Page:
Monthly Archives: March 2011

An Empty Boot

 I am indebted to Pastor George McDearmon who first shared this story with me.

 If you were to tour the Saratoga National Historical Park in Upstate NY, you would find a profoundly sad monument. The monument is that of an empty boot. On the back of the monument we are told that it was raised in honor of a ‘most brilliant solider’ of the Continental Army. That ‘brilliant solider’ was wounded in aiding the victory of the Continental Army against the British in the Battle of Saratoga. The brilliant soldier, wounded in the foot, was the hero of that particular day. But there is a reason why his name is left off the monument. That hero became a traitor. In fact, he became the most famous traitor in American history. The named Benedict Arnold is not remembered today because of what he did on the battlefield of Saratoga. Many who know his name do not know of his past heroic exploits. Those brave deeds  have been covered by his treachery. There are pastors and well known professing believers of the past who have left their mark on their churches for good and ill. Many who were once useful heroes to the people of God are remembered, not for their saintly service, but rather for their scandalous sin. The evil that they have done, the betrayal they have leveled against their Savior and His people is what is called to mind when their names are uttered. That they may have done genuine good in the past is not the issue. Shepherds of the flock have an unusual power to do good or to do evil. We may influence many, but most of us will only impactonly  a few. The issue is not numbers.  How will we be remembered? What legacy will we leave behind? The daily necessity of keeping the heart, of taking heed to ourselves and our doctrine will determine at the end of day the longevity of the good that we do. May God remove us before we become an empty boot.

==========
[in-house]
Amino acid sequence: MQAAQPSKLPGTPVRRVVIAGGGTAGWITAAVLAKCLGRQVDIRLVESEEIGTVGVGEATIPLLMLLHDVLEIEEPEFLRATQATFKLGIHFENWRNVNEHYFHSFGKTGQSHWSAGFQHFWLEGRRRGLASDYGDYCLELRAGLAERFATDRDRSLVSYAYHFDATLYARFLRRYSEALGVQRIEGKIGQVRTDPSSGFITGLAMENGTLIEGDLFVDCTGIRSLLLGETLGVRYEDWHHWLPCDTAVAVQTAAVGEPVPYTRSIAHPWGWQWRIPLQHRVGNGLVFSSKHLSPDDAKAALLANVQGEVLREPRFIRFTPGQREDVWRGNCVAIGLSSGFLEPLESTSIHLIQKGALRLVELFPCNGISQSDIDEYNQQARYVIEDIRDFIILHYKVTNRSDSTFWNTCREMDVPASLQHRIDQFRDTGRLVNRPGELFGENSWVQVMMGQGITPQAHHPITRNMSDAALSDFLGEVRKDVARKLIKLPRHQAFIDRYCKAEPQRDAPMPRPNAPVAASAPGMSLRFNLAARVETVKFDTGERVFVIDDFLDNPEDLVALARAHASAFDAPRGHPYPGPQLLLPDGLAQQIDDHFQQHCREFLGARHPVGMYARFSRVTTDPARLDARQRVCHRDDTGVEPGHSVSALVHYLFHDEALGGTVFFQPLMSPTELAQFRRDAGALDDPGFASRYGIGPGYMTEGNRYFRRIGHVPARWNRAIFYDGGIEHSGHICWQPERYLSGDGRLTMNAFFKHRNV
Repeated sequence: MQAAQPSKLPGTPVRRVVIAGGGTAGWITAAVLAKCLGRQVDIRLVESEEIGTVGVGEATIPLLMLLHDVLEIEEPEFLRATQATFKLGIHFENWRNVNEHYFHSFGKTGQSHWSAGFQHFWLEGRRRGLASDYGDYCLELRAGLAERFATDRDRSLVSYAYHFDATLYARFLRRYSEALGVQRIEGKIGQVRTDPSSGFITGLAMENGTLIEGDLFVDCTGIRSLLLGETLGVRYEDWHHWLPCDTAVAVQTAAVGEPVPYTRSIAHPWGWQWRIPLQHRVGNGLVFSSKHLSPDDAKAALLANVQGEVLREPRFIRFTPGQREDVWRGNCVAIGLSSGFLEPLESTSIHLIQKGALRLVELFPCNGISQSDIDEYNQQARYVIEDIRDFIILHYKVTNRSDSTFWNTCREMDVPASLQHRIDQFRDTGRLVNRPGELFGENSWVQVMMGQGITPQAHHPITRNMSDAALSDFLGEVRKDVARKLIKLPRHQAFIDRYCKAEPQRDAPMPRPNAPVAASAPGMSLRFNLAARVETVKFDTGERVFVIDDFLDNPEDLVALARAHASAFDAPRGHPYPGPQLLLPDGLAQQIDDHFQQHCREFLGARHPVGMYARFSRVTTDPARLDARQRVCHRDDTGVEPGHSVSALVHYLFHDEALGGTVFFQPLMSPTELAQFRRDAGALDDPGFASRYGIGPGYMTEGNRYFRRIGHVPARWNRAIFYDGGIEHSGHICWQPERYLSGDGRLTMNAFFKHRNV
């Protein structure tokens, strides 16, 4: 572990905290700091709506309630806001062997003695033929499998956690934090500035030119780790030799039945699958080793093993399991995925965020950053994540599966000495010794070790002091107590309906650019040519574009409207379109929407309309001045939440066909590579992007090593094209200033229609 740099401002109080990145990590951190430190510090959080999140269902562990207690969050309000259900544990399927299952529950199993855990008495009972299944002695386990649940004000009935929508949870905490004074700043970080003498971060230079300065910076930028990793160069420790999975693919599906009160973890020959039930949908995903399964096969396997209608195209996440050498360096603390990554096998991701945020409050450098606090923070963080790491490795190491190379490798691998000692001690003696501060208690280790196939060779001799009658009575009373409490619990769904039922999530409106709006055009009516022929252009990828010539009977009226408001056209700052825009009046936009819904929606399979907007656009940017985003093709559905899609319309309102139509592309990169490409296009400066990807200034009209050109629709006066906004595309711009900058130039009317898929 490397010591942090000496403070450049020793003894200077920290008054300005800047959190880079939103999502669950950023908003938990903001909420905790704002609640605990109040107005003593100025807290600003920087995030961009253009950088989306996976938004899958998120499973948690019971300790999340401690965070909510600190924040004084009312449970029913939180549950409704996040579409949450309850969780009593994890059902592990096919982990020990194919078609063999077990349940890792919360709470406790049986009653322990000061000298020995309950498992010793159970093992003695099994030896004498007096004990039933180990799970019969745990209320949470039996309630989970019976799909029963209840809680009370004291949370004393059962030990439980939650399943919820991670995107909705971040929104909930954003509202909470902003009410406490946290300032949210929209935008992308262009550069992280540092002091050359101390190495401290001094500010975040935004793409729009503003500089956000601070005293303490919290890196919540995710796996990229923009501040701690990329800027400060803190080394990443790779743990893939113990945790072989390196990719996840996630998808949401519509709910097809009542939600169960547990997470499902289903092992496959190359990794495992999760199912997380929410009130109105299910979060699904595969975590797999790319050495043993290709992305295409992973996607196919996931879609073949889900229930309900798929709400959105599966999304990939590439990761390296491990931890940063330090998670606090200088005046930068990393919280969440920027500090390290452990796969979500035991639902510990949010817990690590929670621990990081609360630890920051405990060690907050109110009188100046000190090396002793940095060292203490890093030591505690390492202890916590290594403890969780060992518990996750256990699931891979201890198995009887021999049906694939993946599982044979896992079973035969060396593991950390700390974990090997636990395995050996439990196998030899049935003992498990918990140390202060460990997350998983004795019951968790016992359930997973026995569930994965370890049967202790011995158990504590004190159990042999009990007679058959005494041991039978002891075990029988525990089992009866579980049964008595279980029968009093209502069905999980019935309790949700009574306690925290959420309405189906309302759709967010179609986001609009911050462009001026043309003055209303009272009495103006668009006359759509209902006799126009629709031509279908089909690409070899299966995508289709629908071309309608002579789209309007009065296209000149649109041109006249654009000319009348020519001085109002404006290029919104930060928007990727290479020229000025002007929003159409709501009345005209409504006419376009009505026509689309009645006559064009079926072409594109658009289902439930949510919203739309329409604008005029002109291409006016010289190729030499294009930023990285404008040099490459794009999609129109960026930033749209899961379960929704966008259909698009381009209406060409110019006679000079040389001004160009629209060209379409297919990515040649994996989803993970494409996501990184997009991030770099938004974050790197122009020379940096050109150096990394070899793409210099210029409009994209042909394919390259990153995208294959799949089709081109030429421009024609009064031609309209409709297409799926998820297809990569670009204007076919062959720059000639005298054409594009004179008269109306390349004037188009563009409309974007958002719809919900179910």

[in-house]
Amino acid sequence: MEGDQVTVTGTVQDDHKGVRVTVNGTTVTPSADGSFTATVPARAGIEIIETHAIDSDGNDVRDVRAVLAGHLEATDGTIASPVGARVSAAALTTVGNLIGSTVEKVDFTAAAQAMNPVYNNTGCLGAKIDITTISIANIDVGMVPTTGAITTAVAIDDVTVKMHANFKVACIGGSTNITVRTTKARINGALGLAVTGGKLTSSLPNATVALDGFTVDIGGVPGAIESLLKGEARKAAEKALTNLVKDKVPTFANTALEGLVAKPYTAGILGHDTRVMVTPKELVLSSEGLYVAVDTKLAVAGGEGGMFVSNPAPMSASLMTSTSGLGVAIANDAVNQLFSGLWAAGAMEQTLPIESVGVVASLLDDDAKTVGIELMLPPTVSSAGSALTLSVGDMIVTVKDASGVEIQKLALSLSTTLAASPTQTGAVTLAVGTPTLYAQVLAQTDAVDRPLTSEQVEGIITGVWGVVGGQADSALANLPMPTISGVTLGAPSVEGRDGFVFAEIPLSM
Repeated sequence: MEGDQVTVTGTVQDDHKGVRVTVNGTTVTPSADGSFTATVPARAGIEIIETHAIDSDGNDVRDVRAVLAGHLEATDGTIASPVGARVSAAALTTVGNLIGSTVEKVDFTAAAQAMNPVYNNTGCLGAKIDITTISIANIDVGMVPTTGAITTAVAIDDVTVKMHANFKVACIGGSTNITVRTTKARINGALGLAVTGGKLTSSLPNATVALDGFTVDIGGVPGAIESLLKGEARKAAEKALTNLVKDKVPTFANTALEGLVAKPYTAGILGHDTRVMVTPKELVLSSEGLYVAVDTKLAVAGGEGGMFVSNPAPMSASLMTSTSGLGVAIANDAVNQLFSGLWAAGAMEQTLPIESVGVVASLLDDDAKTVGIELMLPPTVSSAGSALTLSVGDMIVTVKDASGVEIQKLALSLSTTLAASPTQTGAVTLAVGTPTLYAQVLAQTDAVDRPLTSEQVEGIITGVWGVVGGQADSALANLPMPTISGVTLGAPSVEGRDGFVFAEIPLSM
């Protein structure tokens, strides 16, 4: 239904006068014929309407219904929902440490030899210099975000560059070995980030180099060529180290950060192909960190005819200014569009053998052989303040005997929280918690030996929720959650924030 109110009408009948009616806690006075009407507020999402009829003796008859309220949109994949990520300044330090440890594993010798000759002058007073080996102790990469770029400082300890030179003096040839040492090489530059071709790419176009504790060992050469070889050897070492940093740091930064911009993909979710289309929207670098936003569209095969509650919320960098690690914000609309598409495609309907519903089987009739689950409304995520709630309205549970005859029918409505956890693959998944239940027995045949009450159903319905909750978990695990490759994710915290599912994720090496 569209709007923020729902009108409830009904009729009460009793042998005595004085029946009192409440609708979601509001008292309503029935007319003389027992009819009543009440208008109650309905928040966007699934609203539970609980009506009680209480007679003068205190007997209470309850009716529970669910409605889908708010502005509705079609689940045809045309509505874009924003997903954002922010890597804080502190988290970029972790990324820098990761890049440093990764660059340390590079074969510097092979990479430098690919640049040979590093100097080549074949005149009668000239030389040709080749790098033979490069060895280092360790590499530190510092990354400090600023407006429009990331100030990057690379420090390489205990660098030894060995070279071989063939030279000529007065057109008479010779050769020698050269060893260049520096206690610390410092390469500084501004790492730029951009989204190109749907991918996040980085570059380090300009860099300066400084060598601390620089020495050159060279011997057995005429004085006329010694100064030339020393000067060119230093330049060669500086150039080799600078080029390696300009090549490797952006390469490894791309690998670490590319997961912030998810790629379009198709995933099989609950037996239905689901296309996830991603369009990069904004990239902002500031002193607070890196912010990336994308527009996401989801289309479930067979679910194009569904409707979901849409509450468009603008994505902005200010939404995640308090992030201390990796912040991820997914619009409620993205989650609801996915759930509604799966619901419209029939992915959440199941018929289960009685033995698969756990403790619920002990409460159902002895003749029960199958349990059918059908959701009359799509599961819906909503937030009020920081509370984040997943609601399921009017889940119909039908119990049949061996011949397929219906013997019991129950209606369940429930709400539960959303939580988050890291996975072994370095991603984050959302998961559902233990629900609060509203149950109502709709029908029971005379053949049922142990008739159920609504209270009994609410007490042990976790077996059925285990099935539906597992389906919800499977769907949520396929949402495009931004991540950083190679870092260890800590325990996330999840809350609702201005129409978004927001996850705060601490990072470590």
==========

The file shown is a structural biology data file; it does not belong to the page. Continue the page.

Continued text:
The Blood Of Christ, Most Precious!


Another post from  Winslow.  I thought about editing it, as it is long, but I feel it is well worth your time!


Having therefore, brethren, boldness to enter into the holiest by the blood of Jesus, – Hebrews 10:19